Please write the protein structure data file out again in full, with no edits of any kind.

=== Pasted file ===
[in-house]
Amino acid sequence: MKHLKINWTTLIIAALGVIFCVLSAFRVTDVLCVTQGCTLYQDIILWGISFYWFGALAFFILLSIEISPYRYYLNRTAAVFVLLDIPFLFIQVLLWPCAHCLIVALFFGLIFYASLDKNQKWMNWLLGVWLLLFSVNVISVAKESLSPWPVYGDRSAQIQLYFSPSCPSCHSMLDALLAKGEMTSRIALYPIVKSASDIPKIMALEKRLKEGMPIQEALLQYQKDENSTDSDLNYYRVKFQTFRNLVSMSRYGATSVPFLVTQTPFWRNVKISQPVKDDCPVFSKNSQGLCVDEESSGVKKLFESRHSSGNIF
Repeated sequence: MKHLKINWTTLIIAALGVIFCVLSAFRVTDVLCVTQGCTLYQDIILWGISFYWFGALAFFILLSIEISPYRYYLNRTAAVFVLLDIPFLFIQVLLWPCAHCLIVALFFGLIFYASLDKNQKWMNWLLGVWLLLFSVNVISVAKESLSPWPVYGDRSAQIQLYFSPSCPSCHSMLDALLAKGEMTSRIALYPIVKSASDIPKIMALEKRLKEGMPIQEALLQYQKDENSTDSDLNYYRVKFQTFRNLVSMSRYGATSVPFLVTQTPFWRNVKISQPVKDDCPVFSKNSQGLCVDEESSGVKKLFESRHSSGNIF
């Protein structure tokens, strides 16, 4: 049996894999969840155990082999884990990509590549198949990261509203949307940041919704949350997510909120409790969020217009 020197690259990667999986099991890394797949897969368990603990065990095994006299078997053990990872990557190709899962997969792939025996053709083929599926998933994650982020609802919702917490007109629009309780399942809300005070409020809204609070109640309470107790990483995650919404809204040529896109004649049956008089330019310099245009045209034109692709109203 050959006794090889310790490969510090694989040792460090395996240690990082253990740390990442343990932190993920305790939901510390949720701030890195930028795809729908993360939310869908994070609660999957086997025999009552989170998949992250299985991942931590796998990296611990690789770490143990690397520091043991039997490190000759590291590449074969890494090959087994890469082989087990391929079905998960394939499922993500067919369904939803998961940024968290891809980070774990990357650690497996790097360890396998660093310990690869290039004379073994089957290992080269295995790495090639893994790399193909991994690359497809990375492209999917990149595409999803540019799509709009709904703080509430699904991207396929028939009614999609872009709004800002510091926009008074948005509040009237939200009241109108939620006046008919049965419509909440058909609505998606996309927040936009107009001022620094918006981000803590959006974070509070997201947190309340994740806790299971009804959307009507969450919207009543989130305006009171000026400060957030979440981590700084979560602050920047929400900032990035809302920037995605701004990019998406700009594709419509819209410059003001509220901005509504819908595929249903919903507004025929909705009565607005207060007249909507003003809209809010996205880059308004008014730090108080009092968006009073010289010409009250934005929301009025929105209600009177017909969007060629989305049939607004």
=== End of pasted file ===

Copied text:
[in-house]
Amino acid sequence: MKHLKINWTTLIIAALGVIFCVLSAFRVTDVLCVTQGCTLYQDIILWGISFYWFGALAFFILLSIEISPYRYYLNRTAAVFVLLDIPFLFIQVLLWPCAHCLIVALFFGLIFYASLDKNQKWMNWLLGVWLLLFSVNVISVAKESLSPWPVYGDRSAQIQLYFSPSCPSCHSMLDALLAKGEMTSRIALYPIVKSASDIPKIMALEKRLKEGMPIQEALLQYQKDENSTDSDLNYYRVKFQTFRNLVSMSRYGATSVPFLVTQTPFWRNVKISQPVKDDCPVFSKNSQGLCVDEESSGVKKLFESRHSSGNIF
Repeated sequence: MKHLKINWTTLIIAALGVIFCVLSAFRVTDVLCVTQGCTLYQDIILWGISFYWFGALAFFILLSIEISPYRYYLNRTAAVFVLLDIPFLFIQVLLWPCAHCLIVALFFGLIFYASLDKNQKWMNWLLGVWLLLFSVNVISVAKESLSPWPVYGDRSAQIQLYFSPSCPSCHSMLDALLAKGEMTSRIALYPIVKSASDIPKIMALEKRLKEGMPIQEALLQYQKDENSTDSDLNYYRVKFQTFRNLVSMSRYGATSVPFLVTQTPFWRNVKISQPVKDDCPVFSKNSQGLCVDEESSGVKKLFESRHSSGNIF
């Protein structure tokens, strides 16, 4: 049996894999969840155990082999884990990509590549198949990261509203949307940041919704949350997510909120409790969020217009 020197690259990667999986099991890394797949897969368990603990065990095994006299078997053990990872990557190709899962997969792939025996053709083929599926998933994650982020609802919702917490007109629009309780399942809300005070409020809204609070109640309470107790990483995650919404809204040529896109004649049956008089330019310099245009045209034109692709109203 050959006794090889310790490969510090694989040792460090395996240690990082253990740390990442343990932190993920305790939901510390949720701030890195930028795809729908993360939310869908994070609660999957086997025999009552989170998949992250299985991942931590796998990296611990690789770490143990690397520091043991039997490190000759590291590449074969890494090959087994890469082989087990391929079905998960394939499922993500067919369904939803998961940024968290891809980070774990990357650690497996790097360890396998660093310990690869290039004379073994089957290992080269295995790495090639893994790399193909991994690359497809990375492209999917990149595409999803540019799509709009709904703080509430699904991207396929028939009614999609872009709004800002510091926009008074948005509040009237939200009241109108939620006046008919049965419509909440058909609505998606996309927040936009107009001022620094918006981000803590959006974070509070997201947190309340994740806790299971009804959307009507969450919207009543989130305006009171000026400060957030979440981590700084979560602050920047929400900032990035809302920037995605701004990019998406700009594709419509819209410059003001509220901005509504819908595929249903919903507004025929909705009565607005207060007249909507003003809209809010996205880059308004008014730090108080009092968006009073010289010409009250934005929301009025929105209600009177017909969007060629989305049939607004």